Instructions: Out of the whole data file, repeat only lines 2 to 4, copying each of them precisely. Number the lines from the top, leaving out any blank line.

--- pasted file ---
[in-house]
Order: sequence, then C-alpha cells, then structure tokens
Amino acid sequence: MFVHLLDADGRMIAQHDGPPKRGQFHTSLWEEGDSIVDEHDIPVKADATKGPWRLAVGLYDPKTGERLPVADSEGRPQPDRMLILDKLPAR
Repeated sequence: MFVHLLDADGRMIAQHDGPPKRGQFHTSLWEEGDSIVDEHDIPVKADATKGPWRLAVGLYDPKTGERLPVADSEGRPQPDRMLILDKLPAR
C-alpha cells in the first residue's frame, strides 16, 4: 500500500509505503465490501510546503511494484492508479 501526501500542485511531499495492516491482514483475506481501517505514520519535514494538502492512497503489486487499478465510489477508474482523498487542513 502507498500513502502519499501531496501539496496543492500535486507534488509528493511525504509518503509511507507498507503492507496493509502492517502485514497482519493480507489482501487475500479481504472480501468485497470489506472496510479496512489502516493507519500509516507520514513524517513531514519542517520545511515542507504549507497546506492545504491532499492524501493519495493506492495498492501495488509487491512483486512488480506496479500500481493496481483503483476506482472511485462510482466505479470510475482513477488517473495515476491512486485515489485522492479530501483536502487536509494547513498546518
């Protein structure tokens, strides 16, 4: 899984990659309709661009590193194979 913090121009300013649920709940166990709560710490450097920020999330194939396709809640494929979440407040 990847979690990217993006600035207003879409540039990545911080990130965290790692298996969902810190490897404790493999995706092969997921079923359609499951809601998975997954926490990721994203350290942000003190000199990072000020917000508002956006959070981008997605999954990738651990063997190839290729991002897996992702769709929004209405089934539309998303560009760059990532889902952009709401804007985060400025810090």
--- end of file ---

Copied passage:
Order: sequence, then C-alpha cells, then structure tokens
Amino acid sequence: MFVHLLDADGRMIAQHDGPPKRGQFHTSLWEEGDSIVDEHDIPVKADATKGPWRLAVGLYDPKTGERLPVADSEGRPQPDRMLILDKLPAR
Repeated sequence: MFVHLLDADGRMIAQHDGPPKRGQFHTSLWEEGDSIVDEHDIPVKADATKGPWRLAVGLYDPKTGERLPVADSEGRPQPDRMLILDKLPAR